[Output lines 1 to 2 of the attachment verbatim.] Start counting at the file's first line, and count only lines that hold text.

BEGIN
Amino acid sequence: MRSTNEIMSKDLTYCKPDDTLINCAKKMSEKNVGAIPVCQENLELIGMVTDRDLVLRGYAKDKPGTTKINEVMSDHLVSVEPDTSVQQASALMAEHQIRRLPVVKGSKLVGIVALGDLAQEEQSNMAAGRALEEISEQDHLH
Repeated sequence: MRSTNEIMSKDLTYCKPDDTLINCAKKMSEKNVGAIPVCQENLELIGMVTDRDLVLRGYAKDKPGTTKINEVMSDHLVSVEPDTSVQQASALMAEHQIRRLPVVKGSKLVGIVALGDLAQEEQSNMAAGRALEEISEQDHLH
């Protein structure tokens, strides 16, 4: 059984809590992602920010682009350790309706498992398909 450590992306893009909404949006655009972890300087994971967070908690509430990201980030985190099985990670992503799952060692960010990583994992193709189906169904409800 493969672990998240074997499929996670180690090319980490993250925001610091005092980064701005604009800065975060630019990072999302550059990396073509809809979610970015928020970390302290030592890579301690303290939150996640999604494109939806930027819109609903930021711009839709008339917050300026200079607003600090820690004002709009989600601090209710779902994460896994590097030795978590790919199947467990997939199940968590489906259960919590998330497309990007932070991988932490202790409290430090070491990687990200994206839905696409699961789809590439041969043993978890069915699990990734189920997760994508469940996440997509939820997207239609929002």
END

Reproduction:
Amino acid sequence: MRSTNEIMSKDLTYCKPDDTLINCAKKMSEKNVGAIPVCQENLELIGMVTDRDLVLRGYAKDKPGTTKINEVMSDHLVSVEPDTSVQQASALMAEHQIRRLPVVKGSKLVGIVALGDLAQEEQSNMAAGRALEEISEQDHLH
Repeated sequence: MRSTNEIMSKDLTYCKPDDTLINCAKKMSEKNVGAIPVCQENLELIGMVTDRDLVLRGYAKDKPGTTKINEVMSDHLVSVEPDTSVQQASALMAEHQIRRLPVVKGSKLVGIVALGDLAQEEQSNMAAGRALEEISEQDHLH